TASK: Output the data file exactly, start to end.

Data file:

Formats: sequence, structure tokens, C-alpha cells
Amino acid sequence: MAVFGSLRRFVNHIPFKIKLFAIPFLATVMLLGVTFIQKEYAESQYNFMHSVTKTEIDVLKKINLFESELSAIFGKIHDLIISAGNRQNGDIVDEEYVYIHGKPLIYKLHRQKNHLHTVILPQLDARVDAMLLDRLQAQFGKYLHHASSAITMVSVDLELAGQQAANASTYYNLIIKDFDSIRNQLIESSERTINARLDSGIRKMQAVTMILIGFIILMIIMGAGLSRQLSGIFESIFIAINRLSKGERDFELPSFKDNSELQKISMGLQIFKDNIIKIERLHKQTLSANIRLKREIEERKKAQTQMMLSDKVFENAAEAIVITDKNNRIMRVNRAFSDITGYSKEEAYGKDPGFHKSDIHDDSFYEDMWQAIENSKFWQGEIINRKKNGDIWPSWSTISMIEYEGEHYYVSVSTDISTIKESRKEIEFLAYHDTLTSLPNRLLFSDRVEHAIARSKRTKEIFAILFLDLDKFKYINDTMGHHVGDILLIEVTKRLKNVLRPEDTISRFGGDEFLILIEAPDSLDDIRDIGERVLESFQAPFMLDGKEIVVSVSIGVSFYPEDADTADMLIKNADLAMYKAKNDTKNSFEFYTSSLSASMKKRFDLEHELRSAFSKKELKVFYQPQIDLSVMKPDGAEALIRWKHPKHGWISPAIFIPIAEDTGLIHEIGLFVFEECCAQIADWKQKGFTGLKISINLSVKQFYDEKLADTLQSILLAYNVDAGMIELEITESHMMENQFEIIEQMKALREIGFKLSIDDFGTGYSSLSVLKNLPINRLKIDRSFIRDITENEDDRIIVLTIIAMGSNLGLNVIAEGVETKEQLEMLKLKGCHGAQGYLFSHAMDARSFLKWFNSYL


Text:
Formats: sequence, structure tokens, C-alpha cells
Amino acid sequence: MAVFGSLRRFVNHIPFKIKLFAIPFLATVMLLGVTFIQKEYAESQYNFMHSVTKTEIDVLKKINLFESELSAIFGKIHDLIISAGNRQNGDIVDEEYVYIHGKPLIYKLHRQKNHLHTVILPQLDARVDAMLLDRLQAQFGKYLHHASSAITMVSVDLELAGQQAANASTYYNLIIKDFDSIRNQLIESSERTINARLDSGIRKMQAVTMILIGFIILMIIMGAGLSRQLSGIFESIFIAINRLSKGERDFELPSFKDNSELQKISMGLQIFKDNIIKIERLHKQTLSANIRLKREIEERKKAQTQMMLSDKVFENAAEAIVITDKNNRIMRVNRAFSDITGYSKEEAYGKDPGFHKSDIHDDSFYEDMWQAIENSKFWQGEIINRKKNGDIWPSWSTISMIEYEGEHYYVSVSTDISTIKESRKEIEFLAYHDTLTSLPNRLLFSDRVEHAIARSKRTKEIFAILFLDLDKFKYINDTMGHHVGDILLIEVTKRLKNVLRPEDTISRFGGDEFLILIEAPDSLDDIRDIGERVLESFQAPFMLDGKEIVVSVSIGVSFYPEDADTADMLIKNADLAMYKAKNDTKNSFEFYTSSLSASMKKRFDLEHELRSAFSKKELKVFYQPQIDLSVMKPDGAEALIRWKHPKHGWISPAIFIPIAEDTGLIHEIGLFVFEECCAQIADWKQKGFTGLKISINLSVKQFYDEKLADTLQSILLAYNVDAGMIELEITESHMMENQFEIIEQMKALREIGFKLSIDDFGTGYSSLSVLKNLPINRLKIDRSFIRDITENEDDRIIVLTIIAMGSNLGLNVIAEGVETKEQLEMLKLKGCHGAQGYLFSHAMDARSFLKWFNSYL